The weapon known as a duelist's scales takes it's name, perhaps unsurprisingly, from the League custom of duelling. Wielding one of these weapons, a duellist can neutralize almost any advantage his opponent might have in terms of heroic maneuvers, spells or special items - provided he is prepared to give up any such advantage himself. The weapon also sees some use on the battlefield, especially when coupled with a few draughts of feverfail elixir or maledict's medicament.
The Wintermark rune Lann is sometimes engraved into the hilt of a duellist's scales, or inset with tempest jade into the pommel. More commonly the weapon is marked with Kyrop, the rune of weakness - which has led to some cunning Suaq christening those who wield the blades Cold Fish - referencing both the use of the word scales in the common name, and a common term for the rune itself.
- Form: One-handed weapon
- Effect: You may spend a hero point to call WEAKNESS. You are also affected by WEAKNESS.
- Materials: Crafting a duelist's scales requires seven ingots of orichalcum, three ingots of tempest jade, three ingots of weltsilver and three units of beggar's lye. It takes one month to make one of these items.
Roland stood his ground, doing his best to appear nonchalant. He flicked his eyes towards the stands, to the box where the Earl of Astolat had risen to gently applaud the champion. Lady Isobelle, in whose honour the tourney had been thrown, had both hands on the wall of the box, and Roland could see even from here that her knuckles were white as she clenched the hard wood. She did not look at Roland, her gaze fixed on Lord Firefoot.
It seemed the cheers would go on forever, but they could not have lasted for more than a few minutes at most. As they started to die down, the Earl of Astolat raised one hand, and held it at shoulder height. The crowd fell silent. Roland incongruously wondered what odds were being offered on his victory by the yeoman touts he knew would be somewhere in the hall. His mind was desperately trying not to think of what was about to happen, when the Earl dropped his hand and the duel began.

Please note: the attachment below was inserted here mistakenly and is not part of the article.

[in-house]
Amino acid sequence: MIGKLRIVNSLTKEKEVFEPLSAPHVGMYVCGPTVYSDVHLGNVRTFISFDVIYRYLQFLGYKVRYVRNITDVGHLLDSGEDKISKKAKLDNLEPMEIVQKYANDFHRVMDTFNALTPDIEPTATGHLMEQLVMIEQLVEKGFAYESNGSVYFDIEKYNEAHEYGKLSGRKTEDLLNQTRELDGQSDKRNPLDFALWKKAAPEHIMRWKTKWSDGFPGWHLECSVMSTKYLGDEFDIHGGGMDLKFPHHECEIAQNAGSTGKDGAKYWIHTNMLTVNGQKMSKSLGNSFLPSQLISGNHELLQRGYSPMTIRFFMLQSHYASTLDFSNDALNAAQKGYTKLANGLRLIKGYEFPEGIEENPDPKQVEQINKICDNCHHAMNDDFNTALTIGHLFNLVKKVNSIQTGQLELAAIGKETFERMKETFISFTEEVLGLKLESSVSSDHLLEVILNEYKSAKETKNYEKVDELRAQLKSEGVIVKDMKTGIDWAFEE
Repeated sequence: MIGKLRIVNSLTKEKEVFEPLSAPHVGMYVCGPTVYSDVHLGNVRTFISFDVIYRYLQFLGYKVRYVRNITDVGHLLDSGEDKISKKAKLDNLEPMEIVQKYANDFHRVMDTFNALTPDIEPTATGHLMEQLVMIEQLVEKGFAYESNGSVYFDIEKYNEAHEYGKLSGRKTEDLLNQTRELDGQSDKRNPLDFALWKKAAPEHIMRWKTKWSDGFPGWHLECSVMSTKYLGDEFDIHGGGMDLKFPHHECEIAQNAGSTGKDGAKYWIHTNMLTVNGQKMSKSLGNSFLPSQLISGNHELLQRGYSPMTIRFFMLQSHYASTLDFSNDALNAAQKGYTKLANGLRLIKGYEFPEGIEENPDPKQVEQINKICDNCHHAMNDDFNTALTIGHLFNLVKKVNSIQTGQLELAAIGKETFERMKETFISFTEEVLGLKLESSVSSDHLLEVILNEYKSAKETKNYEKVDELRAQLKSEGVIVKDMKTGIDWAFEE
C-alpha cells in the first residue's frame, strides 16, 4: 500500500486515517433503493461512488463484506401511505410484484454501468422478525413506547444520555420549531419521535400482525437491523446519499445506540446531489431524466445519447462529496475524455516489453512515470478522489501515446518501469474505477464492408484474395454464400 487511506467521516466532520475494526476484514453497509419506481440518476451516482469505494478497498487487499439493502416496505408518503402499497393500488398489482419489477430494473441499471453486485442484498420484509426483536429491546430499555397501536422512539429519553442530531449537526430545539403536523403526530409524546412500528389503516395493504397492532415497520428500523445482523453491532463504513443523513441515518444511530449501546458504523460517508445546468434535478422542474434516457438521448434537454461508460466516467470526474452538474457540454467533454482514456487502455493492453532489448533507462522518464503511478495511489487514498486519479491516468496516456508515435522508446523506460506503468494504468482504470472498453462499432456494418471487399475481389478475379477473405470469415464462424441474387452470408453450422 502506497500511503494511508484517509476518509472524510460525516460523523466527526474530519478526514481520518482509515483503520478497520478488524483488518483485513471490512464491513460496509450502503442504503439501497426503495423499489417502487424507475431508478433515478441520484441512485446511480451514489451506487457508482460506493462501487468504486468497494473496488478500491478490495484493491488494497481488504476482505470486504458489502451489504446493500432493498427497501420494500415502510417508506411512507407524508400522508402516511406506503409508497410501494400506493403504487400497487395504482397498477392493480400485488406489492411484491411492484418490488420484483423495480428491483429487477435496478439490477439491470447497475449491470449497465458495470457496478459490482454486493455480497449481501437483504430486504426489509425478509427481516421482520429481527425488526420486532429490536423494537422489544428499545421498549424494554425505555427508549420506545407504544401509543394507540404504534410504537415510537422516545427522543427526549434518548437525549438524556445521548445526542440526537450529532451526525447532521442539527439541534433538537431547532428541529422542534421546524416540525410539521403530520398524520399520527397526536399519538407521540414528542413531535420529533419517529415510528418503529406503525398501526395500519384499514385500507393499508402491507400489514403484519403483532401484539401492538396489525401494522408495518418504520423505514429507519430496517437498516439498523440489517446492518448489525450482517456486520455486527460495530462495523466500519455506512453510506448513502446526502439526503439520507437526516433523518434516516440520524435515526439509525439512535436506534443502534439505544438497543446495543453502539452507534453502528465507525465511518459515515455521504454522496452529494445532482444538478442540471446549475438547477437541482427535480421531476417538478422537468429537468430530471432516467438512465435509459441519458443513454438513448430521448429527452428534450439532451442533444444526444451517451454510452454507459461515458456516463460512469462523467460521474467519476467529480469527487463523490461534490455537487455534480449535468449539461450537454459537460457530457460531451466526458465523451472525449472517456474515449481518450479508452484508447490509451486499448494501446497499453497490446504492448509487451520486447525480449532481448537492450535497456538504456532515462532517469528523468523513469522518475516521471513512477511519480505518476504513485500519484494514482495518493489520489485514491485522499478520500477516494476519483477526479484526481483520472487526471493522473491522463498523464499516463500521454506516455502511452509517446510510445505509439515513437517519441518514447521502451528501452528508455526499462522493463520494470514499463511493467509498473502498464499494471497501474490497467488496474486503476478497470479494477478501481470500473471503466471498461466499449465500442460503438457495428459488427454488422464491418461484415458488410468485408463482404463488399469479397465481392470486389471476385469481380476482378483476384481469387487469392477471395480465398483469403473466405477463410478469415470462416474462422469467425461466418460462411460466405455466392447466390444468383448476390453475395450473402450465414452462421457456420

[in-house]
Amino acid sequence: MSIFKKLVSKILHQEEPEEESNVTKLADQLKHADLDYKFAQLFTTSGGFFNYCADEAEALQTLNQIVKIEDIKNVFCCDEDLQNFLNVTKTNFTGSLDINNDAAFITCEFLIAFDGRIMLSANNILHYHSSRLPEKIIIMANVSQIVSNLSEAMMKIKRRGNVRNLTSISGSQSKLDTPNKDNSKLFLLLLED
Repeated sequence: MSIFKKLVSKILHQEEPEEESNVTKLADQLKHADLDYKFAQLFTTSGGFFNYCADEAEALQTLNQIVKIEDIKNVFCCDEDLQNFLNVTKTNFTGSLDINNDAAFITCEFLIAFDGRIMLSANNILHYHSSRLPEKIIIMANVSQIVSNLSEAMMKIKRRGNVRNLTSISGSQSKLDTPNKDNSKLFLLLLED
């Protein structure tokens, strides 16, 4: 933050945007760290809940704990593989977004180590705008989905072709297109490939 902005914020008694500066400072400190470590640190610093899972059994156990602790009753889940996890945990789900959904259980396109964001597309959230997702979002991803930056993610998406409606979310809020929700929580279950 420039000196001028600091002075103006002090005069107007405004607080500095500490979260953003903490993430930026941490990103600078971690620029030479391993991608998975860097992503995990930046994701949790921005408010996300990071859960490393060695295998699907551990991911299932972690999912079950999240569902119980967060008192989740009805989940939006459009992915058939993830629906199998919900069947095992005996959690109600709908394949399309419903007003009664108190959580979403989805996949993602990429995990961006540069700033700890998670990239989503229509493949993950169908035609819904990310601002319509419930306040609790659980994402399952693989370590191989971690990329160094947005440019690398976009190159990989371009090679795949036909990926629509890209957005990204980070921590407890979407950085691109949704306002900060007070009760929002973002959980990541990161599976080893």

Roland was suddenly conscious of a presence at his side. A stout woman with gently curling horns and golden eyes had touched his sleeve politely. She wore the colours of the Earl, one of his retainers.
"The Earl wishes you to know that he bears you no personal ill-will, but the terms of the Test were quite clear. Defeat his chosen champion in a contest of arms, on the tourney field. He wishes you to know that it is not too late - you may yield to Sir Percy and retire. Perhaps some lesser House will accept your petition in a few years; but you will not become a noble of House Astolat and, if you persist in this fool's challenge, the dice will fall where they may and you will have nobody else to blame but yourself. And, perhaps, your mother who has filled your head with foolish fancies."
Roland nodded absently, indicating his understanding. The retainer hovered for a moment, and then withdrew. As soon as she was off the field, the Earl dropped his hand.
Immediately Lord Firefoot drew both his vicious battleaxe and his shield. The bright noon sunlight made the pale yellow tempest jade inlaid on the green iron weapon glitter and dance. It caught the orichalcum in the goldenfire chain he wore beneath his azure plate, making it flow like molten honey. The golden runes on the leonine helm flickered and danced. It seemed as if the sun itself had sent down a champion to face him. Roland was painfully aware of his borrowed chain hauberk, his battered shield, the helm that looked more like a bucket than anything designed for war.
He muttered a prayer to Kord, the smith, to inspire him and steel his heart against the fear that sought to overwhelm it and drew the sword the old woman had given to him. The Blade of the Black Gryphon, she had called it. Blackened orichalcum blade set in a battered hilt inlaid with green stone and bound with silvered wire.
As Lord Percy came inexorably onward, confident in his weapon, his armour, his magical helm, Roland stepped up to test whether the Lord Firefoot was really as glorious as the troubadours claimed - or whether there was truth to the rumour that he had become too dependent on his enchanted panoply ...